But certainly if there is a reasonable concern during the tournament the Judge should dispel that concern.

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A player-judge should never really inspect a player's deck unless due to a card/game effect.

Player-judges should probably find a non-participant to resolve mid-tournament deck checks if possible. Though the "only if a player-judge has already played against that deck" isn't terrible solution. Still not good in my opinion but better than the alternative.

 

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Before this discussion goes any further, I just want to clarify that my position and proposed solution on how/why a judge should inspect a player's deck is in no way official.  As the Tournament Organizer for our regional championship, it's simply my way of dealing with a potential problem - a problem I'm hoping we don't encounter, but must be prepared for nonetheless.

I agree with Magnus Arcanis that in an ideal setting a player-judge would never inspect another player's deck.  Unfortunately for our local group, anyone who knows how to play the game will be in the tournament.  Unless it's a simple card counting issue, there won't be a non-participant at the venue that knows the rules enough to reasonably assess a player's deck.  Of course, there are ways around this (a judge giving verbal instructions to a non-participant who is acting as a sort of "blind"), but they are cumbersome.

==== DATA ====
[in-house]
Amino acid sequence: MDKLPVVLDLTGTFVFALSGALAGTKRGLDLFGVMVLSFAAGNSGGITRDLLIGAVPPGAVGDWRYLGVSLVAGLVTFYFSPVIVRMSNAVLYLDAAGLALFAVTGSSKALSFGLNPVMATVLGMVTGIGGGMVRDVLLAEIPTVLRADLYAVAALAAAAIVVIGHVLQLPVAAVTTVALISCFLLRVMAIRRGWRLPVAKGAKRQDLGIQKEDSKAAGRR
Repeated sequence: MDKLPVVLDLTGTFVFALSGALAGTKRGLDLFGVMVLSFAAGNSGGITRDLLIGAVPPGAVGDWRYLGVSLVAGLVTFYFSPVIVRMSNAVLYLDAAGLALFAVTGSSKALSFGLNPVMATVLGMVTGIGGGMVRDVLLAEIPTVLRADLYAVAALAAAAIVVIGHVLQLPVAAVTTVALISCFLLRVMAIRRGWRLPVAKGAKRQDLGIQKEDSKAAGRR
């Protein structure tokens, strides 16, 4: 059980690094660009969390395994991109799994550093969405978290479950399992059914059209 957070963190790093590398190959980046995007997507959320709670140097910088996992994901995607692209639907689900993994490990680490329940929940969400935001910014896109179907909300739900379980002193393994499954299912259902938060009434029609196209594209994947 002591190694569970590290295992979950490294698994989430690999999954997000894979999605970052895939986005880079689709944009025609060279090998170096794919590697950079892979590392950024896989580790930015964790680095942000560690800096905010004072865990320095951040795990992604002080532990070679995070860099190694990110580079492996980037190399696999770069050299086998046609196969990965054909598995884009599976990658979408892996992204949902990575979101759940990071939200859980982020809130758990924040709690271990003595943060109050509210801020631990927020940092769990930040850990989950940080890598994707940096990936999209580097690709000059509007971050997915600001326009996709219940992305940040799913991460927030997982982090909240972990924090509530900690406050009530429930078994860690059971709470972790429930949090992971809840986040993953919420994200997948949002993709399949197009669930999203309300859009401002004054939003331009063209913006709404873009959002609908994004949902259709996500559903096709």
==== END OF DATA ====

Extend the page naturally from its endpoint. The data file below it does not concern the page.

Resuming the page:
This type of ruling should probably be sorted out by FFG, but ultimately I think it's just part of playing in a smaller tournament environment that doesn't have the same level of support and formality as the bigger, more competitive CCGs.

On a positive note, I doubt this will be an issue for our group.  Everyone I've met is pretty darn friendly.  Heck, for our meet-up yesterday we started a new tradition where the winner buys the loser a beer (we play in a bar of sorts).  Needless to say, I don't think I'll be going thirsty at regionals.

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Ya, as I've said before, the cthulhu community is simply the best. With a few exceptions, everyone is usually pretty honest so things like this don't come up often. Though… of course when they do things don't turn out too well for those who are dishonest.

Still though, most deck checks/insepctions are merely to cofirm count and card selection which can be done by someone who doesn't even know what a card game is. Though in a case of say… deck checking for deck stacking may need a player-judge to look. However, this power should never be abused by the player-judge and I can't imagine a scenario where a member of the CoC community would do that.